Běijīng, We Have a Problem: Smoking in China
Dad started smoking when he was three years old. A family story is that at 10 and already smoking, Dad’s big brother, Burl, got his little brother to smoke too. People in the U.S. then didn’t know the hazards of smoking.
At 65, Dad died a painful death of brain and lung cancer. Uncle Burl died of liver cancer. Both causes were tobacco related.
Today in China about 1 million people a year die of smoking related causes, but according to “The Heavy Smoke over China” by Alex Hoegberg in the May 2012 That’s Zhejiang only one in four Chinese people recognizes that smoking is bad for their health–and the health of those around them!
My Chinese students have told me that tobacco is good because of all the jobs it provides. The only non-Chinese tobacco company allowed to sell cigarettes in China is Phillip Morris, so thousands of Chinese are involved in the growing, producing, and selling tobacco.
China is the biggest producer and consumer of tobacco–350 million Chinese smoke. Three million more Chinese start smoking each year. According to Xin, Dingding (2009-12-11) in “Smoke-free list extends to healthcare facilities” China Daily, 60% of the Chinese doctors smoke!
Although the Chinese government banned smoking in public places starting last May, it is a rule that is not enforced. Gifting cigarettes is a part of the culture. At the wedding we attended last summer, cigarettes were forced on all of us. Giving cigarettes is seen as a sign of friendship and respect.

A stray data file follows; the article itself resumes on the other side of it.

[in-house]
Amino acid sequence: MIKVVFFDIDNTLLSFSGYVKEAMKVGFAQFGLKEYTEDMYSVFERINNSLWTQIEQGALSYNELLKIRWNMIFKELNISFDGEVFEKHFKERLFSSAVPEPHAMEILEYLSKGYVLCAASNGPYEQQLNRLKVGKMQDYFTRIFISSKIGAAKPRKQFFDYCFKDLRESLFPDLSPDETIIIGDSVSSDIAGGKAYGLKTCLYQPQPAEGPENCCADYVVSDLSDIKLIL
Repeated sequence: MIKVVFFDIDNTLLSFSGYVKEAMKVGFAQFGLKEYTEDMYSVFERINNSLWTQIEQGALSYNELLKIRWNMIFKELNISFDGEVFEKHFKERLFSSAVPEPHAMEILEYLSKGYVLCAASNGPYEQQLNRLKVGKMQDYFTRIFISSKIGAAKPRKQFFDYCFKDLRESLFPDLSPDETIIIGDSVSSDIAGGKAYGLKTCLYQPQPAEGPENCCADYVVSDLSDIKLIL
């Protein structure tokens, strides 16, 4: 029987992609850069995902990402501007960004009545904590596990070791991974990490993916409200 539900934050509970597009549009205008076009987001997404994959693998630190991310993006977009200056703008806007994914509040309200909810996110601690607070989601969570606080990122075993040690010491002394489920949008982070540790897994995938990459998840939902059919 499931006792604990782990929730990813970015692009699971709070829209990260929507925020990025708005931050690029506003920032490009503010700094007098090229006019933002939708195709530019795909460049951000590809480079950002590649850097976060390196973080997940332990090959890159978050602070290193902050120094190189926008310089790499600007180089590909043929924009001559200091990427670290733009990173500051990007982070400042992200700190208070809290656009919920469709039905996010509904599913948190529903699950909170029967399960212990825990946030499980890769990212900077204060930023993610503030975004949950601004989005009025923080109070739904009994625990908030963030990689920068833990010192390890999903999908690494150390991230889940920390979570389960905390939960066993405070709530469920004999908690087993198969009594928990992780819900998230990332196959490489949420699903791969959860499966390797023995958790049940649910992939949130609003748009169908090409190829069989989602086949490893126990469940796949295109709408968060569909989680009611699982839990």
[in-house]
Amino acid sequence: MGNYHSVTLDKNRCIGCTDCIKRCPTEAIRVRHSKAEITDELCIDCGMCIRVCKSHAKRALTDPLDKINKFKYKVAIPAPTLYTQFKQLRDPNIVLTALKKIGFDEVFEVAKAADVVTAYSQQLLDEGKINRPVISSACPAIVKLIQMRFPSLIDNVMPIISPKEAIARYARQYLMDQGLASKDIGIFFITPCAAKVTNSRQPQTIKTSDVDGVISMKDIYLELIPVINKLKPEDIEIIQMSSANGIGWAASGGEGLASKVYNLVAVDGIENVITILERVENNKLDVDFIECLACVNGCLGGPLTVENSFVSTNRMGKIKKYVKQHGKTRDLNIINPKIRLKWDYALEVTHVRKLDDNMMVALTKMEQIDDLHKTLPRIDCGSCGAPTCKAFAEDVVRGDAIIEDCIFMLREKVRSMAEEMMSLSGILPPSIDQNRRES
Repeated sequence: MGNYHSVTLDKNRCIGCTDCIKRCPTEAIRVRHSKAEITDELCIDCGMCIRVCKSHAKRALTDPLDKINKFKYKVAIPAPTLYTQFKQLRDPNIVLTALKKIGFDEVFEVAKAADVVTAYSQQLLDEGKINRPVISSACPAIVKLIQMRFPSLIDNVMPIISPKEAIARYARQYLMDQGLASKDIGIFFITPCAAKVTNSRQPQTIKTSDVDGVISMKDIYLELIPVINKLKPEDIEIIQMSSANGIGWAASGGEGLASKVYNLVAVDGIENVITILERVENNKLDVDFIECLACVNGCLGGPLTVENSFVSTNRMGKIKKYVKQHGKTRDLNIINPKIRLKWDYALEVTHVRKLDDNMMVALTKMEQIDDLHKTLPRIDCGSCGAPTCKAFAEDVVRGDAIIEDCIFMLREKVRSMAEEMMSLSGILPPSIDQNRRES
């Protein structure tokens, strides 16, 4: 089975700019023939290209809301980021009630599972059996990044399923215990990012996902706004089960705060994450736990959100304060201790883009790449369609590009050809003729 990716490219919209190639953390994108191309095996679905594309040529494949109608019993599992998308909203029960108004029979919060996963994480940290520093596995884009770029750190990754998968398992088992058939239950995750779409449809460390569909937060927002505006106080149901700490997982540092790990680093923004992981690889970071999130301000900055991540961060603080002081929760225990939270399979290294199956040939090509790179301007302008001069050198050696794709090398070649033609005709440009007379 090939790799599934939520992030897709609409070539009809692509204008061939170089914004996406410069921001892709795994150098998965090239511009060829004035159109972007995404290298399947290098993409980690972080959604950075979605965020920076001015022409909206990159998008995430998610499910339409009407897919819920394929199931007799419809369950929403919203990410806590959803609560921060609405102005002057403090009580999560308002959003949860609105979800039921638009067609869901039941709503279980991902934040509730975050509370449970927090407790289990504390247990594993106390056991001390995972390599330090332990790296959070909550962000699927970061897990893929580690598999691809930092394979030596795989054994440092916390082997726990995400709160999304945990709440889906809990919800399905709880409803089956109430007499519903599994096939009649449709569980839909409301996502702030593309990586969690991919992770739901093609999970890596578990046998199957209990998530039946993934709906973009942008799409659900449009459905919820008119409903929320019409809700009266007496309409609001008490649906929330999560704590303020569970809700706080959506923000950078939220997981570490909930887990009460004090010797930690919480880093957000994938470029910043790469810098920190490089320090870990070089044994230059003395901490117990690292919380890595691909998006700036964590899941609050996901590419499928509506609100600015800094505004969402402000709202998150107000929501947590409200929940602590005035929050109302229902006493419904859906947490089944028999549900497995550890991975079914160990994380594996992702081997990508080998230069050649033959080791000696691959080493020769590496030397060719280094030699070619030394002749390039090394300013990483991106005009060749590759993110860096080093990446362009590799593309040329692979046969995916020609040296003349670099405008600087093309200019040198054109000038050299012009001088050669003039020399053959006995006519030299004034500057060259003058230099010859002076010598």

Since 1988, the World Health Assembly celebrates May 31 as “World No-Tobacco Day.” The 2012 theme is – tobacco industry interference: (http://www.altiusdirectory.com/Society/2008/04/may-31st-world-no-tobacco-day-history.html)
The World Health Organization notes that tobacco use is the leading preventable cause of all deaths (http://www.globalissues.org/article/533/tobacco).
Although the Chinese government is making great strides in increasing health care to its citizens, tobacco regulation isn’t enforced. Perhaps because the Chinese government receives one of its largest tax revenues from the tobacco industry, which produces 42% of the world’s cigarettes, those no-smoking laws are ignored.
The tobacco industry is a huge. It continues to kill loved people all over the world.
China needs to tell its people.
And even in the U.S. and countries that know the dangers of smoking, people smoke. A recent study in Wisconsin notes that while the percentage of adults smoking has held at 20% for years, it is now moving up.
In recognition of world-wide annual “No Tobacco Day”–May 31 — remind everyone you know–stop smoking–for themselves and those who love them.
Dad didn’t live long enough to meet Barry’s and my son. That loss is sad for all of us.
Please stop smoking.
Aloha and zaì jiàn, Renée